For lovers of alternative rock, it may be hard to find bands in Columbia that cater to an emo music taste.
"I think it's no secret that Columbia is dominated by the country music scene, so it's hard to be an alternative grunge emo band popping up in South Carolina when everyone just wants to hear Darius Rucker covers," Gavin Seboe, founder and guitarist of Bleeding Trees, said.
Bleeding Trees is an alternative band local to Columbia. They released their first EP, "Late Nights & Alien Lights," in 2021 and their single, “Strawberry Swirl,” in 2022.
Seboe said the band went searching through Catholic texts to find a name with great significance that matched the tone of the band's music.
“We were looking into Catholic Apocrypha and stuff like that and really cool, end-of-the-world imagery," Seboe said. "One of the telltales of the end of the world in the Catholic Revelations is the trees will start to bleed.”
Each band member has their own inspirations that make Bleeding Trees unique. Blake Walker, the bands drummer and a fourth-year philosophy student at USC, said he is influenced not only by his classical training, but also by his love for different types of music.
“What I really love is funk drumming. I love the drummer for James Brown," Walker said. "A lot of that's mixed into the heavy music that we play, so it adds a funky texture to it.”
Gavin Seboe said he finds inspiration in video games, and Boodrix Seboe, Gavin's brother and the bass guitarist for Bleeding Trees, said he finds his in anime.
"I'll be watching anime and just playing bass and watching it, and I'm like, 'This is the feeling I want. I want whatever's happening in the scene. I want to make that music,'" Boodrix Seboe said.
Jeremy Wheeler, the band's lead singer and guitarist, said music is incredibly emotional to him, and he writes songs by drawing from his feelings. Gavin Seboe said the band's first song, "Escape Plan," has a lot of value to him because of the emotional impact it had on him.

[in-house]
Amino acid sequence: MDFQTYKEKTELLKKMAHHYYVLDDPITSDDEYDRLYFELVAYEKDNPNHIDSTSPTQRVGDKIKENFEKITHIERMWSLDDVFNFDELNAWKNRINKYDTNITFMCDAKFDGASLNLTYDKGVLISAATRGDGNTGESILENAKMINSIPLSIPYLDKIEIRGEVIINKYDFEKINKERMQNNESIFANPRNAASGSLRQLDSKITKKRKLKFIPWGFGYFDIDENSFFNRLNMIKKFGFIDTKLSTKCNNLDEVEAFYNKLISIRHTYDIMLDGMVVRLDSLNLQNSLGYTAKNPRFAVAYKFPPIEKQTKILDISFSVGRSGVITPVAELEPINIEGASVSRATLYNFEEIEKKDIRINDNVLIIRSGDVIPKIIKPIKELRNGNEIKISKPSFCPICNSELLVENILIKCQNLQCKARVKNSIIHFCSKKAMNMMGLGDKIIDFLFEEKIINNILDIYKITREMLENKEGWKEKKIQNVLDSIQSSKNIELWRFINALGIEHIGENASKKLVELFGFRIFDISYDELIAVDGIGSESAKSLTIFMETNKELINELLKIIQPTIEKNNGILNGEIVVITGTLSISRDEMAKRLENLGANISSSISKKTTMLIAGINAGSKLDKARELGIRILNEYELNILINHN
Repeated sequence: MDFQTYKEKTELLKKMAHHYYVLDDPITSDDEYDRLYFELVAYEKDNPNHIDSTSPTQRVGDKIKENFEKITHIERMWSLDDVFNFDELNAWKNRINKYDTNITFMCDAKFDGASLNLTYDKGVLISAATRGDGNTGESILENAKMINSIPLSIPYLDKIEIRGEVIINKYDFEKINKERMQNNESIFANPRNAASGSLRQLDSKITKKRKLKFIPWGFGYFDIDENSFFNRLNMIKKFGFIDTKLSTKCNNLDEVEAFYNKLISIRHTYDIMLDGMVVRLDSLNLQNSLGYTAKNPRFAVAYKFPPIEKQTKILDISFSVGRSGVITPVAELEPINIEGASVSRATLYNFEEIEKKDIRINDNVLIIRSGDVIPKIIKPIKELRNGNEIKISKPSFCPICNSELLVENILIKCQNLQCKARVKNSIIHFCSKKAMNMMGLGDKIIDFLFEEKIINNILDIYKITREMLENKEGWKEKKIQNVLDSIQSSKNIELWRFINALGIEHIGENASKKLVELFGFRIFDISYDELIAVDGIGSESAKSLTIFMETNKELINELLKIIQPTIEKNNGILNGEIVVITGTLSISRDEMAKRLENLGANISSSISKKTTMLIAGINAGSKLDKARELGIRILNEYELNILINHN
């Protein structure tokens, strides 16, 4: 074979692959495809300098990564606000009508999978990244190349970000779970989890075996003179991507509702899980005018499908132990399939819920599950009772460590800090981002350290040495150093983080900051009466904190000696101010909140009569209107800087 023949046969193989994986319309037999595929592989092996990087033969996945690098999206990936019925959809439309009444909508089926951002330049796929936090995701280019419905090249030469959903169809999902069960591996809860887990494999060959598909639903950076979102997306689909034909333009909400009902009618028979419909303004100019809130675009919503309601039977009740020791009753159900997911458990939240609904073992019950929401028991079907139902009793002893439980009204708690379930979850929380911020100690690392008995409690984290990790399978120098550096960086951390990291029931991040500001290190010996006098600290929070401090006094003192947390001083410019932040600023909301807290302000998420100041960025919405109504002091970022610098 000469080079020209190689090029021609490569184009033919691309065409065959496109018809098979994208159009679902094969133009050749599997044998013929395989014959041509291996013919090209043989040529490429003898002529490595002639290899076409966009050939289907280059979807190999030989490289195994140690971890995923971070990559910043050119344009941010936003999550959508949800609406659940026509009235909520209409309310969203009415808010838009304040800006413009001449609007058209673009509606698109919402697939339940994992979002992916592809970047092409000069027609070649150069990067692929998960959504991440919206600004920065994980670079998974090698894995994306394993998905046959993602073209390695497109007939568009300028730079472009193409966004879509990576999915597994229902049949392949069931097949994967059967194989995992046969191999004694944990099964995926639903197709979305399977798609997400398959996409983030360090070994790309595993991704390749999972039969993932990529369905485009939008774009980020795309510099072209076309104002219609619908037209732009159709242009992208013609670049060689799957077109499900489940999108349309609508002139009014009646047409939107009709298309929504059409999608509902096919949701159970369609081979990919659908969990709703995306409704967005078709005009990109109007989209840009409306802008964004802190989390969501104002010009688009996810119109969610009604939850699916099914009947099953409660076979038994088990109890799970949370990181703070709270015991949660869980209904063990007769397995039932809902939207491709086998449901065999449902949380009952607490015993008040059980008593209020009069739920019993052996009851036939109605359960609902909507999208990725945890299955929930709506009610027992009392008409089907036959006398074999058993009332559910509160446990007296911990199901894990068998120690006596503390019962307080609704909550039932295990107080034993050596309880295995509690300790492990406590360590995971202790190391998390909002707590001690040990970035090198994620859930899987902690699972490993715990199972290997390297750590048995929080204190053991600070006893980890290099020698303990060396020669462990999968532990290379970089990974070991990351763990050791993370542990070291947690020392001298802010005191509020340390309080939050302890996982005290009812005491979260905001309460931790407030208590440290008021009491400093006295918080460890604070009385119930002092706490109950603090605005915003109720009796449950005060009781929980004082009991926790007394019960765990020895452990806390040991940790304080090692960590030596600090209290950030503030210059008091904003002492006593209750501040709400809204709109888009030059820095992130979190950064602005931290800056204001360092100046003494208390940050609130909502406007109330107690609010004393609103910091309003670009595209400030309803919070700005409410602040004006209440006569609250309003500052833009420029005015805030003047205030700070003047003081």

“I remember we were sitting in my car, and Jeremy was showing us that riff," Gavin Seboe said. "I shed a tear because I looked back at Jeremy, and I was like, 'Man, I'm actually in a band.'”
Wheeler said the band's most popular song, "Strawberry Swirl," which has over 10,000 streams on Spotify, combines heavy lyrics with an upbeat tune, creating one of their most danceable yet emotional songs.
“It lets people feel very real emotion but in a way that's not completely depressing. It's like getting to feel those same feelings but also be happy and upbeat and get to dance to it as well,” said Wheeler.
Boodrix Seboe said his inspiration came from bands like Metallica and Megadeth because he grew up with a love for the styles of the bands' guitarists.
“Like David Ellefson from Megadeth — I love his tone and his playing. And Cliff Burton and Jason Newsted from Metallica, I try to mimic that as best I can,” Boodrix Seboe said.
His brother said the band is usually compared to My Chemical Romance since the members dress similarly. He and Wheeler said that dressing the part is very important, and the members like to feel that the audience is receiving a full performance experience.
"We want people to actually come out and watch our shows because that's how they want to spend their time, and we want them to enjoy being there and enjoy the theatrics of it all," Wheeler said.
While Gavin Seboe said that it can be difficult to build an audience for an alternative rock band in a city dominated by country music culture, Wheeler appreciates the challenge.
“In the long run, it helps us out because it makes us work harder to find ... that audience," Wheeler said. "It makes them way more passionate about it and willing to drive two hours just to get to watch us play.”
Wheeler said that the members hope to make careers out of the music they love and that they are not afraid to go after their dreams of success in the music industry.
“I mean, really, we have all of the goals. I think people are a little bit too scared to say that they want to achieve great things," Wheeler said. "But I don't think there's any one of us who would still want to keep doing this if we thought that there wasn't a chance that we could be great.”